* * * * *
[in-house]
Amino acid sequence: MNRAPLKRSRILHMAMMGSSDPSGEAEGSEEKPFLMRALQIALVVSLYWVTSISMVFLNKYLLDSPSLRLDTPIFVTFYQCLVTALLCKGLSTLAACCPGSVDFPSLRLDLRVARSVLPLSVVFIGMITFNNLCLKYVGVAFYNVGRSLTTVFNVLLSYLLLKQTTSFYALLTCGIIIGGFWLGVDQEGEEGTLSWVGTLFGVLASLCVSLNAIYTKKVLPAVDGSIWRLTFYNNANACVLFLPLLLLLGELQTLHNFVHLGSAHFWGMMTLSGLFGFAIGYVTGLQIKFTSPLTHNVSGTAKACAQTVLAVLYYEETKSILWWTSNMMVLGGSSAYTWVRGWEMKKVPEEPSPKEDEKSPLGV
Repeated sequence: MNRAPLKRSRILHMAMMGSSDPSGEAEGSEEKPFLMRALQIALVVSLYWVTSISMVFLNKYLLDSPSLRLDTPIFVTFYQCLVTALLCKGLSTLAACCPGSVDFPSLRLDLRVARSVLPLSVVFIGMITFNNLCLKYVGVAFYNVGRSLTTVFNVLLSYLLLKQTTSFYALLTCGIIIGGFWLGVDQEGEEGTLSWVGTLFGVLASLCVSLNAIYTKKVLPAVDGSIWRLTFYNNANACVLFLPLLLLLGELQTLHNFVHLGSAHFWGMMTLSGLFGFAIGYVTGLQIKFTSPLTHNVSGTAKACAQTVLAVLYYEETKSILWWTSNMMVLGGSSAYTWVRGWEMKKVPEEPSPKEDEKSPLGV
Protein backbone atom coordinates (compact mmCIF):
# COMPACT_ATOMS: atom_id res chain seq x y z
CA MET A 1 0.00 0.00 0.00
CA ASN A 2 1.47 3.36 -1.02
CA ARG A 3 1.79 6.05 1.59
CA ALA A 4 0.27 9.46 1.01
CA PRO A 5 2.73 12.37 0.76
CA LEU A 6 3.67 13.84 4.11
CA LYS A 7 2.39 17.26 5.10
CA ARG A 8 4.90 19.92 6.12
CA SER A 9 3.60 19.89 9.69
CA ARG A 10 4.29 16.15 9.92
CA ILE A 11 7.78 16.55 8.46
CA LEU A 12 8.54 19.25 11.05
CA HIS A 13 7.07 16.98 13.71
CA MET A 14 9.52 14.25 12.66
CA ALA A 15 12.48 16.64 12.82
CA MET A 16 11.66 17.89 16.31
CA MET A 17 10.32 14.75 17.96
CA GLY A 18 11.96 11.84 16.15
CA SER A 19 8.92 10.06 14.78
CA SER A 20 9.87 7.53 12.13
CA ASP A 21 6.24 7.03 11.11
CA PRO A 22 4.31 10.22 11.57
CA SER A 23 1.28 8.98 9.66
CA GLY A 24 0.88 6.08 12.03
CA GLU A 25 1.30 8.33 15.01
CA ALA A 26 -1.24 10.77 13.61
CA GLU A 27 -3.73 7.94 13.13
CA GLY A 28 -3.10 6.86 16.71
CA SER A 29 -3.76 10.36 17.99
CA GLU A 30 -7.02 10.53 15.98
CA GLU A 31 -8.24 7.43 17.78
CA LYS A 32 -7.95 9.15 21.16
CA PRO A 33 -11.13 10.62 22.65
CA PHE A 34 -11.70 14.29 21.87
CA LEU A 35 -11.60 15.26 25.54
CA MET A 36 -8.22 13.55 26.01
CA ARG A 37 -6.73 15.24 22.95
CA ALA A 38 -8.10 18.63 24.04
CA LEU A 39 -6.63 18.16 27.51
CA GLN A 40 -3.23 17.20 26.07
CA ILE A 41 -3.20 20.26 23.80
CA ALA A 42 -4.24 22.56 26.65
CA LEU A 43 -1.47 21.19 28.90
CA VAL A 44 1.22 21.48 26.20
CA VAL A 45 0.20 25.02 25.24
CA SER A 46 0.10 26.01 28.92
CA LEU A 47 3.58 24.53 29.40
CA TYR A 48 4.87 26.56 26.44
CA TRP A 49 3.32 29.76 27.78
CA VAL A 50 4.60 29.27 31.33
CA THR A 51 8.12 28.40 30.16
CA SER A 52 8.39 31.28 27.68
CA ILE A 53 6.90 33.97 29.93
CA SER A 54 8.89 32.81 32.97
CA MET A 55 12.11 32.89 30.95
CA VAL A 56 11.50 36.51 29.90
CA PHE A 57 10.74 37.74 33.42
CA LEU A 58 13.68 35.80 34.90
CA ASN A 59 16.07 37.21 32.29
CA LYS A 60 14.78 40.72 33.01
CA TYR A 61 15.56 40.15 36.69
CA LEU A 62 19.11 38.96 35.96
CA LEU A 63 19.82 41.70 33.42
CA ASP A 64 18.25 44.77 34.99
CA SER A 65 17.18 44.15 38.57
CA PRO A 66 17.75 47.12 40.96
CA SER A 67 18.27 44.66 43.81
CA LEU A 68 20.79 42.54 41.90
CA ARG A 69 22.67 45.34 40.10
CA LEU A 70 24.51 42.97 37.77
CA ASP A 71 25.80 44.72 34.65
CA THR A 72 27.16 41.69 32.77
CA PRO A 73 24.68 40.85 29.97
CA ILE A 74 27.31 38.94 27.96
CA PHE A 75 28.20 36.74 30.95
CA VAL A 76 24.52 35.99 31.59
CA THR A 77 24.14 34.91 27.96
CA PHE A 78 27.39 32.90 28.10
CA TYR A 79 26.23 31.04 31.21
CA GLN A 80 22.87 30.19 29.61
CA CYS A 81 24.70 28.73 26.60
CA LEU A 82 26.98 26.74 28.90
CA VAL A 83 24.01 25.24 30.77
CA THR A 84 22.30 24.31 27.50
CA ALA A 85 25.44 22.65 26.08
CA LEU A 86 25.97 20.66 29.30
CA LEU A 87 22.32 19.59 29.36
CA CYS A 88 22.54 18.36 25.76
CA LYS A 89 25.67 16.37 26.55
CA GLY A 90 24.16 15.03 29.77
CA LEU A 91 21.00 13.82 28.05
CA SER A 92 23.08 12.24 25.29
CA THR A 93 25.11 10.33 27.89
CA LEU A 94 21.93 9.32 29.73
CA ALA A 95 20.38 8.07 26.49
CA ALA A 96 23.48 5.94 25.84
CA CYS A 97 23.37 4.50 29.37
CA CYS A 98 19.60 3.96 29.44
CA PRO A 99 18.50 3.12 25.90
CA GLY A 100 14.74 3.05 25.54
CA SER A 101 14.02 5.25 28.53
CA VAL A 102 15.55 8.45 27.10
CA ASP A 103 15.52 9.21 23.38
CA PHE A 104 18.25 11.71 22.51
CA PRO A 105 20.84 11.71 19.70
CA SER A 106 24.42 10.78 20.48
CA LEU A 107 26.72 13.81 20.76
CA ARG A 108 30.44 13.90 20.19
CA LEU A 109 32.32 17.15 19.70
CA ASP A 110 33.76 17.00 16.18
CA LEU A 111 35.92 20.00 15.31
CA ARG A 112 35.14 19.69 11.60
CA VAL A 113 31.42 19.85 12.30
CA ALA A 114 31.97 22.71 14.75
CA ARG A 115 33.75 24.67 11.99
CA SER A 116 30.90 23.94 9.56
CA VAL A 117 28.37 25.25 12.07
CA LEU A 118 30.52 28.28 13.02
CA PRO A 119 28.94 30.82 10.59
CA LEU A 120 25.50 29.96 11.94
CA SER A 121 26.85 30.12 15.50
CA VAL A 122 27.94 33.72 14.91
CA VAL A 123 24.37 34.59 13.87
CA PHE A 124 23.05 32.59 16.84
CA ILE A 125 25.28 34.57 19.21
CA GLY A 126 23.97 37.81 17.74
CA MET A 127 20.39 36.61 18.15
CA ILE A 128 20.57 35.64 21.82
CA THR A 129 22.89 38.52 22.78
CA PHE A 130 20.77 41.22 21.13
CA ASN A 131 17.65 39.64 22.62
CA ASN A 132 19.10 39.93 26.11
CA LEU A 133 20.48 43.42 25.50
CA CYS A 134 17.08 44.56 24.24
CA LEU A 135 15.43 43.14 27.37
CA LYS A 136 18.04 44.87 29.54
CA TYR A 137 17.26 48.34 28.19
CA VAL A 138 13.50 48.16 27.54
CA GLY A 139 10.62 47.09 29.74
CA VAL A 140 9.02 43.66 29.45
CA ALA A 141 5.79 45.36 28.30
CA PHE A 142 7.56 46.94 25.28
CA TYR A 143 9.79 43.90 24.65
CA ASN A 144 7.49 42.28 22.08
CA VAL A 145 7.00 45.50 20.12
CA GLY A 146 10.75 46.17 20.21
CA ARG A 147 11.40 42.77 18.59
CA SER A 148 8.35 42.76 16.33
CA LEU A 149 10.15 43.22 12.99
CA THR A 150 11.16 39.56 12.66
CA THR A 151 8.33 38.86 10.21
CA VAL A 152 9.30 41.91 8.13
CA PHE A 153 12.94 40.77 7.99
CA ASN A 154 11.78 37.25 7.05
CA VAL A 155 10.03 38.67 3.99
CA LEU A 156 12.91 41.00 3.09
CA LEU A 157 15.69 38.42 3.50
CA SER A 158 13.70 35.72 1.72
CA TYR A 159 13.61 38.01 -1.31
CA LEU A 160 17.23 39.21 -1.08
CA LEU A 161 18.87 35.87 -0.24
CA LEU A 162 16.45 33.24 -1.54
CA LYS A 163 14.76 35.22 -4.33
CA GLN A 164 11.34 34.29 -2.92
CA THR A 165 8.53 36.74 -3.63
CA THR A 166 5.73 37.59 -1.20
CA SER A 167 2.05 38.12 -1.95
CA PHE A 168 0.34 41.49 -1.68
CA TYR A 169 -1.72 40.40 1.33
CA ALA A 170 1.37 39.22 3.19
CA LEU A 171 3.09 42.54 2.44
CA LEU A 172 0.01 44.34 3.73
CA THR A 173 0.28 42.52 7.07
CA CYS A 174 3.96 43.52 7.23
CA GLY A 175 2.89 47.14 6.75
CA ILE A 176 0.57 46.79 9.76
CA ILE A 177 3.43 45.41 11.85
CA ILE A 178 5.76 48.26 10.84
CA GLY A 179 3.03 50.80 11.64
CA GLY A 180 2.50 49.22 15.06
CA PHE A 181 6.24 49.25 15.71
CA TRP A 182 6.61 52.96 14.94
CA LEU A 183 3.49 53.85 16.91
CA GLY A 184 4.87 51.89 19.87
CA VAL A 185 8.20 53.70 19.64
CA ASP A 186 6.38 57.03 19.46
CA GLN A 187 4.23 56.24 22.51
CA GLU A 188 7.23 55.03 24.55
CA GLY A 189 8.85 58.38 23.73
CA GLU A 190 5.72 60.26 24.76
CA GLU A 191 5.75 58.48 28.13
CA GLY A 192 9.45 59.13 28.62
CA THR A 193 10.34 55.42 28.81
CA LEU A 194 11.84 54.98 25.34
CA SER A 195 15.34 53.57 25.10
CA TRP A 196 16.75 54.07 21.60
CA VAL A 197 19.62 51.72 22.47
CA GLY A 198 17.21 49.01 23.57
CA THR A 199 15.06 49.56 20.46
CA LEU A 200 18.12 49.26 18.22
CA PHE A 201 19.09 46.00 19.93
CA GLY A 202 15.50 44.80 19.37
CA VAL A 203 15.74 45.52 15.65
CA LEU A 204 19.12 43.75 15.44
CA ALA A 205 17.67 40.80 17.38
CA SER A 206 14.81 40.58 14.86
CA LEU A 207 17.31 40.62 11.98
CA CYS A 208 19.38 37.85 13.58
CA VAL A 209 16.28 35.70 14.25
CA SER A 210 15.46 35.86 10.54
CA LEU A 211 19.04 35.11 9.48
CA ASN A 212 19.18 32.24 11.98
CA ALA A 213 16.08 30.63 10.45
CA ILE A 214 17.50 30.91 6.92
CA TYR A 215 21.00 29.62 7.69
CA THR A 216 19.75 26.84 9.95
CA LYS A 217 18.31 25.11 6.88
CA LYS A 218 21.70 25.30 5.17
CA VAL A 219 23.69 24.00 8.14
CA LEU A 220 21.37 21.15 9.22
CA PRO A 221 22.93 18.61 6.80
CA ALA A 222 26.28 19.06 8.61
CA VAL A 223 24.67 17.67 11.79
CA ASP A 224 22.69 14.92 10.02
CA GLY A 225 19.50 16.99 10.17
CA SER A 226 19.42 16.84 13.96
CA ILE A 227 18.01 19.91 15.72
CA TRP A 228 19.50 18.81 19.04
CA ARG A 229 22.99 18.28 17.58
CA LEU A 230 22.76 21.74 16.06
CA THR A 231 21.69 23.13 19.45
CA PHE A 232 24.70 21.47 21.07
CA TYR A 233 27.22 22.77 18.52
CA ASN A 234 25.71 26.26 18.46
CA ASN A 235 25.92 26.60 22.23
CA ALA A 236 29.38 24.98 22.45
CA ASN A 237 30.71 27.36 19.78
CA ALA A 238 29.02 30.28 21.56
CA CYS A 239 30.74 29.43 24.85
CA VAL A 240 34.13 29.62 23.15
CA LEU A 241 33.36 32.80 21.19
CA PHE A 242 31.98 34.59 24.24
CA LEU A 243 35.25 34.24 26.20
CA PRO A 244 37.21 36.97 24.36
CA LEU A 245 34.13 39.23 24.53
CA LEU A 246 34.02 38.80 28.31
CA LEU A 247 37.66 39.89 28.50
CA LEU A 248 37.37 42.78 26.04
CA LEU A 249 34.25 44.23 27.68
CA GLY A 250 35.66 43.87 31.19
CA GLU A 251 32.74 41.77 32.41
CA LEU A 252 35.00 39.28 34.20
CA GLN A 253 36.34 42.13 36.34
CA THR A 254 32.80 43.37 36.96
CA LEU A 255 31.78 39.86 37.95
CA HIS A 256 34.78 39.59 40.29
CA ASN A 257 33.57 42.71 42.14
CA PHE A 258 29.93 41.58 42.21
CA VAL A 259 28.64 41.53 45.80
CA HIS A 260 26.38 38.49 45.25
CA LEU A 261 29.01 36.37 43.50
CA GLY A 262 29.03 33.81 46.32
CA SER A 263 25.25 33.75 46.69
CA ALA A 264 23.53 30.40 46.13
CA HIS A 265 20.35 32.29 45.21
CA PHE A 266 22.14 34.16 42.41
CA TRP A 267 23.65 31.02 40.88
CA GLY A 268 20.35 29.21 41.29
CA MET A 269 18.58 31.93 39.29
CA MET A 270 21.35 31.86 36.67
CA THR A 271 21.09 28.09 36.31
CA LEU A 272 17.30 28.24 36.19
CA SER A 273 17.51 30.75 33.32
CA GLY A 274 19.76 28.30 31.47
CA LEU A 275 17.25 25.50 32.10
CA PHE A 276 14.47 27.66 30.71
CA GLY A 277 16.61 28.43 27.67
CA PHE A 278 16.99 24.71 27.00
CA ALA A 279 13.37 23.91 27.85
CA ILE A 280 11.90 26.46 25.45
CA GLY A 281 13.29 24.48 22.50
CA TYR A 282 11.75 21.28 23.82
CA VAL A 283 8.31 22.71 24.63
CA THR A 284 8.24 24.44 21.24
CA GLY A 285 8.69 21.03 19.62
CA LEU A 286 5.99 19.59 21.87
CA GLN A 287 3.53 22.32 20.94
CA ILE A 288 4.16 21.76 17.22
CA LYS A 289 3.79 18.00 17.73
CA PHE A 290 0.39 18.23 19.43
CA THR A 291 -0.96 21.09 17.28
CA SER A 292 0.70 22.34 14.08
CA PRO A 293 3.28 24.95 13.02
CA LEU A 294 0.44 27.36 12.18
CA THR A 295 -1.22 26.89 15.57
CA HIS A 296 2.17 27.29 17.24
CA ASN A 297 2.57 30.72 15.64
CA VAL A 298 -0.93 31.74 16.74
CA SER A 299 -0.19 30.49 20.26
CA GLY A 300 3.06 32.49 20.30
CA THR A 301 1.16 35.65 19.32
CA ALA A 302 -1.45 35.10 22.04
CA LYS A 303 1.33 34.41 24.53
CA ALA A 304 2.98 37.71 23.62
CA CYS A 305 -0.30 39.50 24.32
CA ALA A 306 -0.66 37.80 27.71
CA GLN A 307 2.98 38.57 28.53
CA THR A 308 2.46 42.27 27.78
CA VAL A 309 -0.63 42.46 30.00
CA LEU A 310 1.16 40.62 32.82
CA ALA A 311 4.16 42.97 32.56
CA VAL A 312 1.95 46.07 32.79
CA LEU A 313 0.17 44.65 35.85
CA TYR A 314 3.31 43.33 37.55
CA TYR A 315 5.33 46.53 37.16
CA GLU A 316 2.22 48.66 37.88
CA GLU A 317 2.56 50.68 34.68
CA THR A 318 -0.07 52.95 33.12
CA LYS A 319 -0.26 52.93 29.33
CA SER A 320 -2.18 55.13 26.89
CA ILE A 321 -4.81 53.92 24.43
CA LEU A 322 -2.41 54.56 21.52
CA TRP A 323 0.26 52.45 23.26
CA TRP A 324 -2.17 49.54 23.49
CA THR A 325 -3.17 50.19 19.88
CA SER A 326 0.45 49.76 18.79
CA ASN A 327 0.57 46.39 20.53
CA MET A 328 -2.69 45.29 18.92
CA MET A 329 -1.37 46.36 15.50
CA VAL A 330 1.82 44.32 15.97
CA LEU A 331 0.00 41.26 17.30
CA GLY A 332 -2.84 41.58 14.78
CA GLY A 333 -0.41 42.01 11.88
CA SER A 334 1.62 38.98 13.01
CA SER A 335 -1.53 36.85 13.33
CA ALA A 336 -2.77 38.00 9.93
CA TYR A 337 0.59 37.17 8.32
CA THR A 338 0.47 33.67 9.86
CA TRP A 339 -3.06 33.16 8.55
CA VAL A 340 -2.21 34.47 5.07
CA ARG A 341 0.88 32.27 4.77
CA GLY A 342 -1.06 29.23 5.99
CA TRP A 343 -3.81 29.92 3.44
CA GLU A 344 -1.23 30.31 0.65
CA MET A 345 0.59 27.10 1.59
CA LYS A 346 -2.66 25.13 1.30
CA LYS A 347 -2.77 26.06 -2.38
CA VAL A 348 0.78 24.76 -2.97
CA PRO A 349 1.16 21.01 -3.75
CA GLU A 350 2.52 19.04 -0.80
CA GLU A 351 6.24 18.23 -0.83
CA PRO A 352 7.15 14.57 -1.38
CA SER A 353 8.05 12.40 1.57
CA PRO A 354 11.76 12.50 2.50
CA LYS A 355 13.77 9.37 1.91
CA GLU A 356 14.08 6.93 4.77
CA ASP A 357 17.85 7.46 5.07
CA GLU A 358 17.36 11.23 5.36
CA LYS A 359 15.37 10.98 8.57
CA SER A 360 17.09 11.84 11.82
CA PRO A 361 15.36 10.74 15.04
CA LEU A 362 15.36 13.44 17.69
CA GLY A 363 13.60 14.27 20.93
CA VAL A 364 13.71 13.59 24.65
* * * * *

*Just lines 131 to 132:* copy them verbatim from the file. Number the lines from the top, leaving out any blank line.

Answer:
CA GLY A 126 23.97 37.81 17.74
CA MET A 127 20.39 36.61 18.15